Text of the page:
Ameer, S.A., Sharma, M.L. and Wason, H.R. (2002) Completeness of Earthquake Catalogue and Its Implications in Seismic Hazard Estimation—A Case Study for Iraq. Proceedings of the 12th Symposium on Earthquake Engineering, Roorkee, 16-18 December 2012, 342-349.
 Ameer, S.A., Sharma, M.L., Wason, H.R. and Alsinawi, S.A. (2005) Probabilistic Seismic Hazard Assessment for Iraq Using Complete Earthquakes Catalogue Files. Pure & Applied Geophysics, 162, 951-966. http://dx.doi.org/10.1007/s00024-004-2650-y
 Epstein, B. and Lomnitz, C. (1966) A Model for the Occurrence of Large Earthquakes. Nature, 211, 954-956. http://dx.doi.org/10.1038/211954b0
 Yegulalp, T.M. and Kuo, J.T. (1974) Statistical Prediction of the Occurrence of Maximum Magnitude Earthquakes. Bulletin of the Seismological Society of America, 64, 393-414.
 Fahmi, K.J. and Al Abbasi, J.N. (1991) GEMPAK: A FORTRAN-77 Program for Calculating Gumbel’s First, Third and Mixture Upper Earthquake Magnitude Distributions Employing Maximum Likelihood Estimation. Computers and Geosciences, 17, 271-290.
 Jaiswal, K., Gupta, S. and Sinha, R. (2002) Estimation of Maximum Magnitude Earthquakes in Peninsular India Using Extreme Value Statistics. Proceedings of the 12th Symposium on Earthquake Engineering, IIT Roorkee, 12-18 December 2002.
 Abe, S. and Suzuki, N. (2005) Scale-Free Statistics of Time Interval between Successive Earthquakes. Physica A: Statistical Mechanics and Its Applications, 350, 588-596.
 Ogata, Y. (1988) Statistical Models for Earthquake Occurrences and Residual Analysis for Point Processes. Journal of the American Statistical Association, 83, 9-27.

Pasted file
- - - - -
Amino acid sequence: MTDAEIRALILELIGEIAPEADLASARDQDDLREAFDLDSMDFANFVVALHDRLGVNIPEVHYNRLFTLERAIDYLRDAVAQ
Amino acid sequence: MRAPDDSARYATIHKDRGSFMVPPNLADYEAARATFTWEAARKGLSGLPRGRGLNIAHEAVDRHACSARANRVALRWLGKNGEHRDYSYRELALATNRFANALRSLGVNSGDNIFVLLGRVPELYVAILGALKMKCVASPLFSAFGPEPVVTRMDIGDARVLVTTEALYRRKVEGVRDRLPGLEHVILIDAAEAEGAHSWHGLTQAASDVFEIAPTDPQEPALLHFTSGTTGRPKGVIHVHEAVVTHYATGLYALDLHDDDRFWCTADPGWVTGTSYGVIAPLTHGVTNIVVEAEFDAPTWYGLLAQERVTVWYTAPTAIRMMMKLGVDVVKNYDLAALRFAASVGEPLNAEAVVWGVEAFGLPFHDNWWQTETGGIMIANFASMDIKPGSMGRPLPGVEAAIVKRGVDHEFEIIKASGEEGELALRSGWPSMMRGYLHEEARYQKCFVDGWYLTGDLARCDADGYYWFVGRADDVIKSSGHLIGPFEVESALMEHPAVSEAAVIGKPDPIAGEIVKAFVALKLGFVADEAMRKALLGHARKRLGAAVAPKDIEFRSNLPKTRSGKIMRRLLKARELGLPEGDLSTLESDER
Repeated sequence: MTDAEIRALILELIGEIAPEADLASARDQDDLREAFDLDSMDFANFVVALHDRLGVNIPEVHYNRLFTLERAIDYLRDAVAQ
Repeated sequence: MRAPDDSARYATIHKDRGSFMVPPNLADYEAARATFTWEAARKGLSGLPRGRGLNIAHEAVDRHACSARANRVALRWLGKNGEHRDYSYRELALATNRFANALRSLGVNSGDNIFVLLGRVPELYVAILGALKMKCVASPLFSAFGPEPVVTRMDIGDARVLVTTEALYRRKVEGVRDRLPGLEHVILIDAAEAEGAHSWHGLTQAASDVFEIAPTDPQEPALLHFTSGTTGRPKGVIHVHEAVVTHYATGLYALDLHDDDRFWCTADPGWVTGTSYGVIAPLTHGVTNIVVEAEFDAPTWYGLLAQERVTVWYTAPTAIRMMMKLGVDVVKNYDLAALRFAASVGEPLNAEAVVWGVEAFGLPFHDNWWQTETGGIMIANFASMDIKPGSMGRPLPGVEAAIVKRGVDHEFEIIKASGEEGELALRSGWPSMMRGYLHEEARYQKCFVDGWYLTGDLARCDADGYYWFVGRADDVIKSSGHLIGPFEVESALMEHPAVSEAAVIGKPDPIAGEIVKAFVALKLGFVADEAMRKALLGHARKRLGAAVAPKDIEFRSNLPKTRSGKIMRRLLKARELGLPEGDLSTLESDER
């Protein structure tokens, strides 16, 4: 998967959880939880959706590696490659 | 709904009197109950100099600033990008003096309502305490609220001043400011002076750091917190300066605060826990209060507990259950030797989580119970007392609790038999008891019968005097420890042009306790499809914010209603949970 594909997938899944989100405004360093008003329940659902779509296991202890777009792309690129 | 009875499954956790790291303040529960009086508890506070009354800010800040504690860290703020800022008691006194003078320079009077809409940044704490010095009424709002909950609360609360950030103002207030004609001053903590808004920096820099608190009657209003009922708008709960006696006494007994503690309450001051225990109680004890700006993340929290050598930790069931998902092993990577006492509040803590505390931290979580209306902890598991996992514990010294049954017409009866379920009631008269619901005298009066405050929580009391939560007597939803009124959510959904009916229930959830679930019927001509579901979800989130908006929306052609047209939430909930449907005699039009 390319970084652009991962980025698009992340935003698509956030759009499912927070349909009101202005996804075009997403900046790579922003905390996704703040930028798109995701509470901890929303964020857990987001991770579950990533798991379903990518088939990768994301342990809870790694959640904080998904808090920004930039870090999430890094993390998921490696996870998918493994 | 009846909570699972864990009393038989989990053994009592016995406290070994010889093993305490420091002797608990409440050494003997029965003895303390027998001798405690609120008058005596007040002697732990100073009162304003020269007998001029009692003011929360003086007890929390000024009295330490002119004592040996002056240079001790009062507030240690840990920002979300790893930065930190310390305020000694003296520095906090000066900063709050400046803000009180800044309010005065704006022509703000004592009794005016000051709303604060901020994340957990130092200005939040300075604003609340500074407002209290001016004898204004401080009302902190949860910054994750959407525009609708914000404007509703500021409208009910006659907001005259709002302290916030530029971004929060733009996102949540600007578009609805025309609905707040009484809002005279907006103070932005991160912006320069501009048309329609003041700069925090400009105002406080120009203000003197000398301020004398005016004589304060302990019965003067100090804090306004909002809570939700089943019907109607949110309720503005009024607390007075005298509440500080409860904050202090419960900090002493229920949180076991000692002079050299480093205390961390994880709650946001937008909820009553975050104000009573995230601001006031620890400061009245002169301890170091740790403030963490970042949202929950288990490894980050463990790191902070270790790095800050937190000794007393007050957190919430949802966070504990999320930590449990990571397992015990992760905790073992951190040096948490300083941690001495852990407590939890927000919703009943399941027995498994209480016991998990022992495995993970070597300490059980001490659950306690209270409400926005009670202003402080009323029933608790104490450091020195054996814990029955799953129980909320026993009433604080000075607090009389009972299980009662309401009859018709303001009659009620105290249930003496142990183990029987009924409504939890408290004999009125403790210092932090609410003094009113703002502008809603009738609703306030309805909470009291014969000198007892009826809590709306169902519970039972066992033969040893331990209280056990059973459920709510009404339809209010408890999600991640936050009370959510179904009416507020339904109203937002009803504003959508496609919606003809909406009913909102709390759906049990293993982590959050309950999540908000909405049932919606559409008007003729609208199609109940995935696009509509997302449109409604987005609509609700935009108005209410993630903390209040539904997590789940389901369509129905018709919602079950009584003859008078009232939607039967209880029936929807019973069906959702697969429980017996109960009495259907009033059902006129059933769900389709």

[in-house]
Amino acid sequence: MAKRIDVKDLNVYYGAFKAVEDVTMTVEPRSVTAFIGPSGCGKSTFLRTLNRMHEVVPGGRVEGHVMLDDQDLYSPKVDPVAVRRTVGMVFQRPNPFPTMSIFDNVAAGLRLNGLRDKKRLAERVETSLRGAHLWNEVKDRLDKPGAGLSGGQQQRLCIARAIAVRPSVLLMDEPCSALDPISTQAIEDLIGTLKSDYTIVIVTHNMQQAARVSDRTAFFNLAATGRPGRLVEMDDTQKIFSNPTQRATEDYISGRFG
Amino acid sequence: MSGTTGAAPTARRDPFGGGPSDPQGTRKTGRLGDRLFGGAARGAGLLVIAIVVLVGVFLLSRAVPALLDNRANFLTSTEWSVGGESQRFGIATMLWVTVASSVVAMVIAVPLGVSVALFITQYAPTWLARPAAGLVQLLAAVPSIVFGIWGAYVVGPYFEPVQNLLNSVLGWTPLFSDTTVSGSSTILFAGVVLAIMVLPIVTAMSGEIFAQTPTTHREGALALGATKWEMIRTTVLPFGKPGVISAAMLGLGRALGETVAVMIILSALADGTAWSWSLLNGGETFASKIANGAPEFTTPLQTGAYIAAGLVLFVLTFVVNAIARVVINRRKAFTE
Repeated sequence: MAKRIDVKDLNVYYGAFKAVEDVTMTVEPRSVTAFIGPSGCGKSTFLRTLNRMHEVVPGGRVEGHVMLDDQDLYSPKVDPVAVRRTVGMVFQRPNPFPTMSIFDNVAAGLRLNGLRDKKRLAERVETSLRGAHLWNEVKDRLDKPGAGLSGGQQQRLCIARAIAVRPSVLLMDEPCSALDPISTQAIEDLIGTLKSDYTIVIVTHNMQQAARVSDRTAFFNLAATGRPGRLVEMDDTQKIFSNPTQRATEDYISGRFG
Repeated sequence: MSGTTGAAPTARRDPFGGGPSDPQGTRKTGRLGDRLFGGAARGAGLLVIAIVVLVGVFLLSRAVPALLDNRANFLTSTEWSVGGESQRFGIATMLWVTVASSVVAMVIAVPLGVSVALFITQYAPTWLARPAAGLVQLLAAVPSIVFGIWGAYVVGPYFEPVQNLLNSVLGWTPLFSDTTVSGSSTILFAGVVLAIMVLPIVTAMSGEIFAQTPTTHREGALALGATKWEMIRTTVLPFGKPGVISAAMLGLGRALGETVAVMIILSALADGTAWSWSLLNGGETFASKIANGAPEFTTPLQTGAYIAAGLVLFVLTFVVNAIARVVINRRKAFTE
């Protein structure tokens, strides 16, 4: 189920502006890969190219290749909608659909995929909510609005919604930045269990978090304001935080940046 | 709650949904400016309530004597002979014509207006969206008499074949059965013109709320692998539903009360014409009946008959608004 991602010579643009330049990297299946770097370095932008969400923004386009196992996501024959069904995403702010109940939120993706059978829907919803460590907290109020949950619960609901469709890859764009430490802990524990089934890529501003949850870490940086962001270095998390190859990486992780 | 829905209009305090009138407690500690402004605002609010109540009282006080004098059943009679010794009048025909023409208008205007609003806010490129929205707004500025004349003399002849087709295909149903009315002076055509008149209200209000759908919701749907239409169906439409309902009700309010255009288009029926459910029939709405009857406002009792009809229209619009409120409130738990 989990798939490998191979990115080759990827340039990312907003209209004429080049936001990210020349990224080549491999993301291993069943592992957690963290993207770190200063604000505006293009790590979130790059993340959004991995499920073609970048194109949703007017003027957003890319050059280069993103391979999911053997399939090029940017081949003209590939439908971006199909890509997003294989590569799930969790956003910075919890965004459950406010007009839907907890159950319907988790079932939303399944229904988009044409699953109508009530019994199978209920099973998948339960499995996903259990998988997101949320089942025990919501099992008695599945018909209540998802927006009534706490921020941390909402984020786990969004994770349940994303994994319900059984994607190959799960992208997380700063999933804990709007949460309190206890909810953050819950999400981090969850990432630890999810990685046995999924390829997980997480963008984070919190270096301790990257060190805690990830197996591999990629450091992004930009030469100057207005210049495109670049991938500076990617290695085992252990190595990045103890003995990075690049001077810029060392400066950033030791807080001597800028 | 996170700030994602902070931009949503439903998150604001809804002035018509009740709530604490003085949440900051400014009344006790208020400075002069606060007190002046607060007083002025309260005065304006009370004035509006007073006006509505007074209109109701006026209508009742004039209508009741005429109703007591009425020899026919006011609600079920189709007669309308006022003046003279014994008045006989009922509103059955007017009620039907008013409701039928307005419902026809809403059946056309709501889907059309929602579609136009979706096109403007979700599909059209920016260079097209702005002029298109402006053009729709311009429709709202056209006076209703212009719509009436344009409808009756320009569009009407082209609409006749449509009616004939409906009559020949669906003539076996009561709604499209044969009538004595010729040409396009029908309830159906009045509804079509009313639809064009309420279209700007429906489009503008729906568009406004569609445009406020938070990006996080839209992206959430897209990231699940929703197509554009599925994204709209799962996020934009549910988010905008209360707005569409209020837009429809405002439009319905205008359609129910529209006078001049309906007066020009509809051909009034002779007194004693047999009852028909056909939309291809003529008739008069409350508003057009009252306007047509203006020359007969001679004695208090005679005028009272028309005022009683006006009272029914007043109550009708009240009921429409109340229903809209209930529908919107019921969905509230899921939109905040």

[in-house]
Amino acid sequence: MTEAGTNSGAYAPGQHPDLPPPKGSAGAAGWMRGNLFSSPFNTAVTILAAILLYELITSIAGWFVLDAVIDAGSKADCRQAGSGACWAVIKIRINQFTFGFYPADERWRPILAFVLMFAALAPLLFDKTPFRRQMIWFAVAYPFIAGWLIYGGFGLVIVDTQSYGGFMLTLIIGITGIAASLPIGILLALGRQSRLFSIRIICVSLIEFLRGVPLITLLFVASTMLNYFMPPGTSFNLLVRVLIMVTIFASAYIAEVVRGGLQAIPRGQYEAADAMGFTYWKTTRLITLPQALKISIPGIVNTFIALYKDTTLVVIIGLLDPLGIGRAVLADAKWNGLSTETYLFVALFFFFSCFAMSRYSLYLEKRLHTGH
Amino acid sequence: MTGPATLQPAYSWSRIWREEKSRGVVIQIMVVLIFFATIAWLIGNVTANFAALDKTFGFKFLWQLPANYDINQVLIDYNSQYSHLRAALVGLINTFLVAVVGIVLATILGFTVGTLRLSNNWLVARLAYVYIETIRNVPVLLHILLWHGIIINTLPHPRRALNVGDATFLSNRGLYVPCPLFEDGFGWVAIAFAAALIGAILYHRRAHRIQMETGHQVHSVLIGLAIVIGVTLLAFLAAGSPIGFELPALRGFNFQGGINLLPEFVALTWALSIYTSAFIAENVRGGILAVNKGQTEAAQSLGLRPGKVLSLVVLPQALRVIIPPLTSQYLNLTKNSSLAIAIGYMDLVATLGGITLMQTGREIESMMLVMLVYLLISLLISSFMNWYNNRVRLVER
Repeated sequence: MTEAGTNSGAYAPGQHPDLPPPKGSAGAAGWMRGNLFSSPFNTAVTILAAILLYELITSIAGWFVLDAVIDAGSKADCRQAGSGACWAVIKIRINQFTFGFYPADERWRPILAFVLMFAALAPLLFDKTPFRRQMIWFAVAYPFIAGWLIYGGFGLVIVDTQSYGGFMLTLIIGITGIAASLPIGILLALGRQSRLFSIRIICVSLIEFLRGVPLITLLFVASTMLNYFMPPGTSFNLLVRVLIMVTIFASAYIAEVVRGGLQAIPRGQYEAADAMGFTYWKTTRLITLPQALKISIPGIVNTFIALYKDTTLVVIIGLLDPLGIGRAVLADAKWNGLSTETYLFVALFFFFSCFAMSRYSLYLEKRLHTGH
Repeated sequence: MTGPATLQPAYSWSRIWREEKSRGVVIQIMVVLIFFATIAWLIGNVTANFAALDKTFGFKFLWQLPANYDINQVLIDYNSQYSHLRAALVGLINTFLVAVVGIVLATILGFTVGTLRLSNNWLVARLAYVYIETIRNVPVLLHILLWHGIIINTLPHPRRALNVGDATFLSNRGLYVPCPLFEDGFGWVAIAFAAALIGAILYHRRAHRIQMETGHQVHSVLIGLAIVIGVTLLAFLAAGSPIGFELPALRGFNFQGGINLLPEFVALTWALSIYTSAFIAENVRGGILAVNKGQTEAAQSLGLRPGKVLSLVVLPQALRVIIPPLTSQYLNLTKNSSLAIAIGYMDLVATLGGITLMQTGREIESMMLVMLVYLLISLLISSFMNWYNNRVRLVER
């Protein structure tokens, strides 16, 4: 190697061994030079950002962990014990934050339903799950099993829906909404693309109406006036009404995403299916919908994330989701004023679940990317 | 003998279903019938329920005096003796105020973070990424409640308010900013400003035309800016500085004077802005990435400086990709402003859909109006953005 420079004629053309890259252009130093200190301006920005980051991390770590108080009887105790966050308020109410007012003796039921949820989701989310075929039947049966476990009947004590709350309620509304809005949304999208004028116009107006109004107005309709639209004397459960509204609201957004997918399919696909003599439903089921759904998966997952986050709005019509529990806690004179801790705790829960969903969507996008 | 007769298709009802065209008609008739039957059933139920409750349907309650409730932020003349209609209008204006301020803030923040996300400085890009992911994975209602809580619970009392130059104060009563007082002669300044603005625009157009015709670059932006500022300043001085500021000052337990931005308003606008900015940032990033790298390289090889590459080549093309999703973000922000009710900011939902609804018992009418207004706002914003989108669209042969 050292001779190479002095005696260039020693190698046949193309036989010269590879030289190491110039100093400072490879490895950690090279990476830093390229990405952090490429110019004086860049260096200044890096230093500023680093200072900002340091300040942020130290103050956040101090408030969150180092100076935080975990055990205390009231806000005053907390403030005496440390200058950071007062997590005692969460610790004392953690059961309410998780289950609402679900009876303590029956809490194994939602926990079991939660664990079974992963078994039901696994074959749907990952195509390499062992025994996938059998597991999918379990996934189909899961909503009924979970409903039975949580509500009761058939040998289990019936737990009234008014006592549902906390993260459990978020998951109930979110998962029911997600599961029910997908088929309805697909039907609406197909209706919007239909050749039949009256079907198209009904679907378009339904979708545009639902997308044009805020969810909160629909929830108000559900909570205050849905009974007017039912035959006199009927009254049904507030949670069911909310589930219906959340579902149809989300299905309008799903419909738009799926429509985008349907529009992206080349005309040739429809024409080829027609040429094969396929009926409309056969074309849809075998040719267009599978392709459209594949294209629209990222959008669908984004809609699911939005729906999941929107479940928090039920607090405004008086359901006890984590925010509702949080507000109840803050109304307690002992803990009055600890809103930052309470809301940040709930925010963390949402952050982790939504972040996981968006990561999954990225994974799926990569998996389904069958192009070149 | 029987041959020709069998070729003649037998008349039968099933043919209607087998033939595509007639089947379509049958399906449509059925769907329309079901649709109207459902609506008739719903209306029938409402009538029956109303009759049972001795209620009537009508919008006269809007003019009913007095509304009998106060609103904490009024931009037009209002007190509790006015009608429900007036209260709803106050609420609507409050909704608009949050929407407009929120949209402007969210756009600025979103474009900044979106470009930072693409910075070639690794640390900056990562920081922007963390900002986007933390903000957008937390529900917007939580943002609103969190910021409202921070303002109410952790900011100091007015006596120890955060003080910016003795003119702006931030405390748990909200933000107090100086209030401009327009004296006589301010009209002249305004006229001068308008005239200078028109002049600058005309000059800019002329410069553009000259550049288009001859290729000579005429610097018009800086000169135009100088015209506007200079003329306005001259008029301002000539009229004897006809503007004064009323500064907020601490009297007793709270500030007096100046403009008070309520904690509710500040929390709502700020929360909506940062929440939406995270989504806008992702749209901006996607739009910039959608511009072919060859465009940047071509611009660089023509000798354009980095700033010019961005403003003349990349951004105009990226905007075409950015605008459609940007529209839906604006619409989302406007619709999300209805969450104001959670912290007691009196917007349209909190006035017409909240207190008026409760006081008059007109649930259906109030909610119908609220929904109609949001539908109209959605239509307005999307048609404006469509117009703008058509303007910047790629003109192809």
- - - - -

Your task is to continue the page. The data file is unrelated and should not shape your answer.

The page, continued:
Aktas, S., Konsuk, H. and Yigiter, A. (2009) Estimation of Change Point and Compound Poisson Process Parameters for the Earthquake Data in Turkey. Environmetrics, 20, 416-427. http://dx.doi.org/10.1002/env.937
 Bayrak, Y., Oztürk, S., Cinar, H., Kalafat, D., Tsapano, T.M., Koravos, G.C. and Leventakis, G.A. (2009) Estimating Earthquake Hazard Parameters from Instrumental Data for Different Regions in and around Turkey. Engineering Geology, 105, 200-210. http://dx.doi.org/10.1016/j.enggeo.2009.02.004
 Oztürk, S., Bayrak, Y., Koravos, G.C. and Tsapanos, T.M. (2008) A Quantitative Appraisal of Earthquake Hazard Parameters Computed from Gumbel I Method for Different Regions in and around Turkey. Natural Hazards, 47, 471-495. http://dx.doi.org/10.1007/s11069-008-9234-6
 Bayrak, Y., Oztürk, S., Koravo, G.C., Leventakis, G.A. and Tsapanos, T.M. (2008) Seismicity Assessment for the Different Regions in and around Turkey Based on Instrumental Data: Gumbel First Asymptotic Distribution and Gutenberg-Richter Cumulative Frequency Law. Natural Hazards and Earth System Sciences, 8, 1090-1122.
 Konsuk, H. and Aktas, S. (2013) Estimating the Recurrence Periods of Earthquake Data in Turkey. Open Journal of Earthquake Research, 2, 21-25. http://dx.doi.org/10.4236/ojer.2013.21002
 Ameer, A.S., Sharma, M.L., Wason, H.R. and Alsinawi, S.A. (2004) Seismic Hazard Characterization and Risk Evaluation Using Gumbel’s Method of Extremes (G1 and G3) and G-R Formula for Iraq. 13th World Conference on Earthquake Engineering, Vancouver, 1-6 August 2004, Paper No. 2898.
 The US Geological Survey Website. Visited on 22 December, 2015. http://www.usgs.gov/
 Senocak, S., Düzgün, O. and Sengül, S. (2014) Frequency Analysis of Annual Maximum Earthquakes for Askale, Erzurum (Turkey) Province. Recent Advances in Civil Engineering and Mechanics, Mathematics and Computers in Science and Engineering Series 36, North Atlantic University Union. Proceedings of the 5th European Conference of Civil Engineering (ECCIE’14), Florence, 22-24 November 2014, 72-78.